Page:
Skinner v. Railway Labor Executives Association

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Skinner v. Railway Labor Executives Association
Seal of the United States Supreme Court.svg
Argued November 2, 1989
Decided March 21, 1990
Full case name Samuel K. Skinner, Secretary of Transportation, et al.
v.
Railway Labor Executives' Association, et al.
Citations 489 U.S. 602 (more)
Holding
The Fourth Amendment is applicable to the drug and alcohol testing mandated or authorized by the FRA regulations.
Court membership
Case opinions
Majority Kennedy, joined by Rehnquist, White, Blackmun, O'Connor, Scalia
Concurrence Stevens
Dissent Marshall, joined by Brennan

Skinner v. Railway Labor Executives Association, 489 U.S. 602 (1989), was the U.S. Supreme Court case that paved the way for random drug testing of public employees in "safety sensitive" positions.

Background[edit]

In the mid-1980s, the Federal Railroad Administration (FRA) issued regulations to adopt safety standards for the railroad industry. Included in these regulations was mandatory blood and urine tests of employees involved in train accidents, to determine if they were using illegal narcotics. The FRA also adopted regulations that authorized railroads to administer breath and urine drug tests to employees who violated safety rules. The Railway Labor Executives' Association, an umbrella group of railway trade unions, sued to have the regulations declared an unconstitutional violation of the Fourth Amendment to the United States Constitution.

Decision[edit]

At face value, random drug testing appears to be a violation of the Fourth Amendment, which protects the right of citizens "to be secure in their persons, houses, papers, and effects, against unreasonable searches and seizures." In addition, the Fourth Amendment states that "no Warrants shall issue, but upon probable cause, supported by Oath or affirmation, and particularly describing the place to be searched, and the persons or things to be seized." However, the United States Supreme Court ruled in Skinner that random drug testing is permissible for employees in safety sensitive positions. Justice Kennedy, speaking for the majority, wrote:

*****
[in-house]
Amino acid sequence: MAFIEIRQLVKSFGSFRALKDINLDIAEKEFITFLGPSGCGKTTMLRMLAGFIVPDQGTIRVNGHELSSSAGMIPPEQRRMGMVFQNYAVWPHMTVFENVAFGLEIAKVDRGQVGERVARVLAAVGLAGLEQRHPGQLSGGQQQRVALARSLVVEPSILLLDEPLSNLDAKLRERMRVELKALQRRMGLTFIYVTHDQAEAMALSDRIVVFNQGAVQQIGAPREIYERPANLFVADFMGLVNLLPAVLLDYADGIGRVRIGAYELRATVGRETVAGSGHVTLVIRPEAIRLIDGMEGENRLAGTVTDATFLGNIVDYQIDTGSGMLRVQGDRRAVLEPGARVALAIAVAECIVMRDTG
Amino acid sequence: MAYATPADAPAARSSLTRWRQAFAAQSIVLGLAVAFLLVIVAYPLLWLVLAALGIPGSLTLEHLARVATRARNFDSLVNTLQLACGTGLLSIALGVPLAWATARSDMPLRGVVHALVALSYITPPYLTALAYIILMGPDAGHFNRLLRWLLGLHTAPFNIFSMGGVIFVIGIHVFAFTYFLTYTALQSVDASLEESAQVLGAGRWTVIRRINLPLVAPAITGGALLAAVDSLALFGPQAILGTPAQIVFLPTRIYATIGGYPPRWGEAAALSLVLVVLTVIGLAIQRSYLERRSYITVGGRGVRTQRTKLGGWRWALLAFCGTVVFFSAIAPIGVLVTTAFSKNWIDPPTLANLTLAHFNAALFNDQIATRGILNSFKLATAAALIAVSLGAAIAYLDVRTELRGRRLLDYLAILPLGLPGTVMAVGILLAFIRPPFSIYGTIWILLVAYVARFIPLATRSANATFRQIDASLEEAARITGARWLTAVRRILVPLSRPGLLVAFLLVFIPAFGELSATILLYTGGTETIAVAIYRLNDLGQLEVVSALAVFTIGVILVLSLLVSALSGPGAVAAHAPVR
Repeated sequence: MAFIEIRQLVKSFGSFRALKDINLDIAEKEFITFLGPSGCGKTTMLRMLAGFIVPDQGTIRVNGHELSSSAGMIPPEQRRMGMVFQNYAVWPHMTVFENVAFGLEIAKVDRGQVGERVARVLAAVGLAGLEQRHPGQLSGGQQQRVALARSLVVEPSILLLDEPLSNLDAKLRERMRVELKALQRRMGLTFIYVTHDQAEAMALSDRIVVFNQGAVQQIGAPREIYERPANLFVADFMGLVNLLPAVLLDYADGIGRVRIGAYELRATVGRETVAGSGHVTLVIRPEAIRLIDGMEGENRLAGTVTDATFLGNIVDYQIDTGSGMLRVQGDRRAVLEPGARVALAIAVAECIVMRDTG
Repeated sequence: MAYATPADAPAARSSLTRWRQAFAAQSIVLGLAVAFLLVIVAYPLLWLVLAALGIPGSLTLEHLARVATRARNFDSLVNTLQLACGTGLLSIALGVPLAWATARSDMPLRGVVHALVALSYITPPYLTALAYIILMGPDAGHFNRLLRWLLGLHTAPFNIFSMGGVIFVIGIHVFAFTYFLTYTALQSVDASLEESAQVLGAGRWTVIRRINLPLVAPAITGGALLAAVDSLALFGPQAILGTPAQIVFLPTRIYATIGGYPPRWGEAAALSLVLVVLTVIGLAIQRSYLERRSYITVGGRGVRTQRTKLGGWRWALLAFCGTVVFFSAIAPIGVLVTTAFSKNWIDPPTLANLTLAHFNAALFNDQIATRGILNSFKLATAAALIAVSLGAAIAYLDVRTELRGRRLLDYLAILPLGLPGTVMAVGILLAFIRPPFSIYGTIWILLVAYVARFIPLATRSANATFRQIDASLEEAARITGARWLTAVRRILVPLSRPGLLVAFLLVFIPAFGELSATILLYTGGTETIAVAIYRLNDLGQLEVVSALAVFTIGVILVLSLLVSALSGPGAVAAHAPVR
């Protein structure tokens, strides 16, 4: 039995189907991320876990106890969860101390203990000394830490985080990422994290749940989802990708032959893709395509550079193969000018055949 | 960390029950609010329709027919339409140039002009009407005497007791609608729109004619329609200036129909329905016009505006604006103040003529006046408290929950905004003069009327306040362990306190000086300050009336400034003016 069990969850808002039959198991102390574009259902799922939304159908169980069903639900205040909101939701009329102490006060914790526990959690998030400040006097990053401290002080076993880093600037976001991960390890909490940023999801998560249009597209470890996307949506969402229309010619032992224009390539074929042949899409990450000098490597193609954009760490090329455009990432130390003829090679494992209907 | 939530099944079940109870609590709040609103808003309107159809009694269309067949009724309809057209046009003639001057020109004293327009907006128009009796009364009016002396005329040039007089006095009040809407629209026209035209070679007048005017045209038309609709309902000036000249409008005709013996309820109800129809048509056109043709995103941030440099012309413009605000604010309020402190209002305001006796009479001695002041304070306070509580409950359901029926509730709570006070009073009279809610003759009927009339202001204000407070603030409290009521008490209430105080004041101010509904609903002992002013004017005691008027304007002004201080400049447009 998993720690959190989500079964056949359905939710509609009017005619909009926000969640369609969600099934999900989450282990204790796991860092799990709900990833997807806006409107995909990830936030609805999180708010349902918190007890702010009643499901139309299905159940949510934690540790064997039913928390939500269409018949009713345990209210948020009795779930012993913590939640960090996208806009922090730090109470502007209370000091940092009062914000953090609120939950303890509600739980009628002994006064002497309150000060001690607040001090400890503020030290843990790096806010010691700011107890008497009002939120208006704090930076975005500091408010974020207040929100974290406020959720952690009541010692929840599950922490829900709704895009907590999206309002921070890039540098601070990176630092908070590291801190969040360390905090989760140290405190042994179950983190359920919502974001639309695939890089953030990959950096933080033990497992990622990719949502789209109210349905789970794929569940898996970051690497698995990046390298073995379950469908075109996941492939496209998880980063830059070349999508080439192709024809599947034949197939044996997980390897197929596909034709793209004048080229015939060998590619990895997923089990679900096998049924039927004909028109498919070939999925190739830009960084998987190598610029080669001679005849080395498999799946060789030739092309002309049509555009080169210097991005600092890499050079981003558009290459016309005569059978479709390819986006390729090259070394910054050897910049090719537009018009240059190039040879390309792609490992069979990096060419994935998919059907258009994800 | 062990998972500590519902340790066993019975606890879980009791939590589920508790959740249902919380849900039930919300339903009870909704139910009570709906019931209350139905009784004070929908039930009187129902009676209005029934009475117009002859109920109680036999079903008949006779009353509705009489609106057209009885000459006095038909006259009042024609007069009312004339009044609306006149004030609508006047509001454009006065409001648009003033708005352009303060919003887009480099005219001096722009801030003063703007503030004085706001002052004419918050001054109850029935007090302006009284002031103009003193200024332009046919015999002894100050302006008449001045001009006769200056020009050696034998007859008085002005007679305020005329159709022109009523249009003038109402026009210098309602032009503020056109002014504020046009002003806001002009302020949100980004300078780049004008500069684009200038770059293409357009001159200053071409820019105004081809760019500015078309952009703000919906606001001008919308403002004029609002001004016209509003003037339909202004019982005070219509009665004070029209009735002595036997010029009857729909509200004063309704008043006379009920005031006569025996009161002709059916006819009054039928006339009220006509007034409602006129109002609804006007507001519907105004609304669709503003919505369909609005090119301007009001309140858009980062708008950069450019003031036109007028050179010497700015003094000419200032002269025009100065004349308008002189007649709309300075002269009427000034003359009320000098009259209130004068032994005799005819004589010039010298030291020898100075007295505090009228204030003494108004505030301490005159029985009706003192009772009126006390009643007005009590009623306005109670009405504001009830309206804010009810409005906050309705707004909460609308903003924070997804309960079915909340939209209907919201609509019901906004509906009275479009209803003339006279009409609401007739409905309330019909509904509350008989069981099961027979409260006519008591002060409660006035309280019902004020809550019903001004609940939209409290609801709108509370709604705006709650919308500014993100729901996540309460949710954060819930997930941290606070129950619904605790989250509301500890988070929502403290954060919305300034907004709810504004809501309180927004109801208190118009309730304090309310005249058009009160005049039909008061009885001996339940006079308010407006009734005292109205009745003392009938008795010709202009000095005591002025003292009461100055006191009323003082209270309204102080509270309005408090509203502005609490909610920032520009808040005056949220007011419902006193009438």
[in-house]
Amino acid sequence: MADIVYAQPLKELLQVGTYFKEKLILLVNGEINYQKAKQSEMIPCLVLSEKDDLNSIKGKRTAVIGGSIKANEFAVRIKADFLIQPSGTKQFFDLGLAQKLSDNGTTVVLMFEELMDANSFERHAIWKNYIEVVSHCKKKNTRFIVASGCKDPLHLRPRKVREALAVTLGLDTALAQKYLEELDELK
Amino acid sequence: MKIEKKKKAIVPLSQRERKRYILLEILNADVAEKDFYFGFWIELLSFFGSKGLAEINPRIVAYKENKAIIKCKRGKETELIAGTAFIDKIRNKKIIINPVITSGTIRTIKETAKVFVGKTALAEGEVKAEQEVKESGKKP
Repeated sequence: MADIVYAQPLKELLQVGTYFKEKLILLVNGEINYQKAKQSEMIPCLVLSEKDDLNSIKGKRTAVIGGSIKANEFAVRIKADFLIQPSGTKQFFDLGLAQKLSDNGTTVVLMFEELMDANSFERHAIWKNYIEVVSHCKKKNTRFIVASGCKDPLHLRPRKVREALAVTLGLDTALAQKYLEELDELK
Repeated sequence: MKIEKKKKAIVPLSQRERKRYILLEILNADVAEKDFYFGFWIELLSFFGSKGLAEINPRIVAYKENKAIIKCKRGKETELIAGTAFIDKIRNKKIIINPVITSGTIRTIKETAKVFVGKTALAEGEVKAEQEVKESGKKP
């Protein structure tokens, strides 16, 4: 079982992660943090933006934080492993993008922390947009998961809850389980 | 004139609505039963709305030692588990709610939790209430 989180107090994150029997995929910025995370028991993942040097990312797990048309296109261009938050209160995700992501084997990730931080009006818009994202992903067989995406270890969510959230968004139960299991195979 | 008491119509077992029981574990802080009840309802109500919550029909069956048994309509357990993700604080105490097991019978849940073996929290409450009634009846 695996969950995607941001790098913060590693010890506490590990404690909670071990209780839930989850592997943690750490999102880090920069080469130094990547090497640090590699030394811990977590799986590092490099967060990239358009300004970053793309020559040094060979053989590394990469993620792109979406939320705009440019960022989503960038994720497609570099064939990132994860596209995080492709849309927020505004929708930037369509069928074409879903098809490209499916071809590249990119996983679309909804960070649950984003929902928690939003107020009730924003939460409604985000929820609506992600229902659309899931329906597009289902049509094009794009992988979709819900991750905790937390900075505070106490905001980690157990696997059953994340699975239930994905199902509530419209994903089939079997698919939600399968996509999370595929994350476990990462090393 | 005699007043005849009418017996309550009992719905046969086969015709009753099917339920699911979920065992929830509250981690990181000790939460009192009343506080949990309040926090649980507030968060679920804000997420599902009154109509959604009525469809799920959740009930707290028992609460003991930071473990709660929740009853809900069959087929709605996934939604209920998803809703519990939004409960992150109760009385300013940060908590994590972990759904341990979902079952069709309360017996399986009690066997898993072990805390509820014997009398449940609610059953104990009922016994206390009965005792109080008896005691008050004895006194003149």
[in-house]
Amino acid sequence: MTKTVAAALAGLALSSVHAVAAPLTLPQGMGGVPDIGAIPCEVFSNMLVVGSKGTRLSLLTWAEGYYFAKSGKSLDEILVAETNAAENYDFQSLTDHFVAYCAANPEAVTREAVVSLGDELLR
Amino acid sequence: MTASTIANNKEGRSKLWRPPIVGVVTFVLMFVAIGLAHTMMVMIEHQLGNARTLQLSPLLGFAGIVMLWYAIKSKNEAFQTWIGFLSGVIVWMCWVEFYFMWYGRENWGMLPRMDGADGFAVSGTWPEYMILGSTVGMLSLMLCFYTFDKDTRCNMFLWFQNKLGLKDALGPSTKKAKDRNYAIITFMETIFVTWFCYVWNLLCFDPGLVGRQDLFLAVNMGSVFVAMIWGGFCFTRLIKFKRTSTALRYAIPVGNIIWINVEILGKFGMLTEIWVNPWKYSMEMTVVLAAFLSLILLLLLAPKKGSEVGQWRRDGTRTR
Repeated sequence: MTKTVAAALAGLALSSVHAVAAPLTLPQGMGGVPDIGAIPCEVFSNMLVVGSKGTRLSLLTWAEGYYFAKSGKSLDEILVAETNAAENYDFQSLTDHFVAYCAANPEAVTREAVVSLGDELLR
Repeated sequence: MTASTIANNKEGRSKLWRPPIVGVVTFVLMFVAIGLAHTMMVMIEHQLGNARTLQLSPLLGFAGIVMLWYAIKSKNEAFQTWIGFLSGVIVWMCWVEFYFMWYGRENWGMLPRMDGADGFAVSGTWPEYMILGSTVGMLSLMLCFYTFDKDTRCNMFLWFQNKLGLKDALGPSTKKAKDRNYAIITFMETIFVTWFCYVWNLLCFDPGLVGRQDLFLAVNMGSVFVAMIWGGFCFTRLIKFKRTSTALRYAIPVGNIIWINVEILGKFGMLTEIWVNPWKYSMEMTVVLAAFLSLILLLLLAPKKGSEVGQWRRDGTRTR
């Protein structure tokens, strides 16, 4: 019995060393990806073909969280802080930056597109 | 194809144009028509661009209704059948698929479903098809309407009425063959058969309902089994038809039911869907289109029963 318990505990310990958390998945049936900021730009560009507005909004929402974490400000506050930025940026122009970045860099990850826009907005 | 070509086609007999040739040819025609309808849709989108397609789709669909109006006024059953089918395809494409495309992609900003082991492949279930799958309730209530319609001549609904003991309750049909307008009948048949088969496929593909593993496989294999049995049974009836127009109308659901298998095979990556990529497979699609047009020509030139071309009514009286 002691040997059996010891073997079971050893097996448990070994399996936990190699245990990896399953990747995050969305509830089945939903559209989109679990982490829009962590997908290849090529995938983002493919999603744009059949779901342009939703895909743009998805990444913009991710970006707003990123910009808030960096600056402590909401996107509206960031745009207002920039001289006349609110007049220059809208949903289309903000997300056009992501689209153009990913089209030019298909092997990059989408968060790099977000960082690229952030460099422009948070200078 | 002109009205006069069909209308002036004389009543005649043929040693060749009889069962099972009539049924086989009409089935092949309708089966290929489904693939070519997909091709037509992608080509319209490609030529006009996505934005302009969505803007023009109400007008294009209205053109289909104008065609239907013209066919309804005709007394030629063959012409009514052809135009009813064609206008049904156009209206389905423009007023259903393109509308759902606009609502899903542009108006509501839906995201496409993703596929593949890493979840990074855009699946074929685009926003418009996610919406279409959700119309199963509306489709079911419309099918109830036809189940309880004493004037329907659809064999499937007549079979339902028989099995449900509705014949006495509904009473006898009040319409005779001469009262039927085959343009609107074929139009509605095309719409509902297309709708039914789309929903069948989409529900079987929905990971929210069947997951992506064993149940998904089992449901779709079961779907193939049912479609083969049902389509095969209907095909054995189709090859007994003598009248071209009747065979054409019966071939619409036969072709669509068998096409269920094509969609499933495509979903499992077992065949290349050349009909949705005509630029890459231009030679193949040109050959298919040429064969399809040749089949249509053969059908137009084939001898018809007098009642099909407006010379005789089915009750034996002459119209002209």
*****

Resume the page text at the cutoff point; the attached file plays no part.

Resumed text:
The dissenting opinion by Justices Marshall and Brennan illustrates the other side of the controversy:

Special Needs Doctrine[edit]

The United States Foreign Intelligence Surveillance Court (FISA court) has used this ruling to expanded the "special needs doctrine" that carves out an exception to the Fourth Amendment for the broad collection and examination of Americans' data to track possible terrorists.[1]

See also[edit]

Further reading[edit]

  • Christopher, Thomas H. (1991). "Employee drug testing: A constitutional perspective". Employee Responsibilities and Rights Journal 4 (4): 311–328. doi:10.1007/BF01385035. 
  • Comer, Debra R. (1994). "A Case against Workplace Drug Testing". Organization Science (INFORMS) 5 (2): 259–267. doi:10.1287/orsc.5.2.259. JSTOR 2635019. 

References[edit]

  1. ^ Lichtenblau, Eric (6 July 2013). "In Secret, Court Vastly Broadens Powers of N.S.A.". The New York Times. Retrieved 28 December 2013.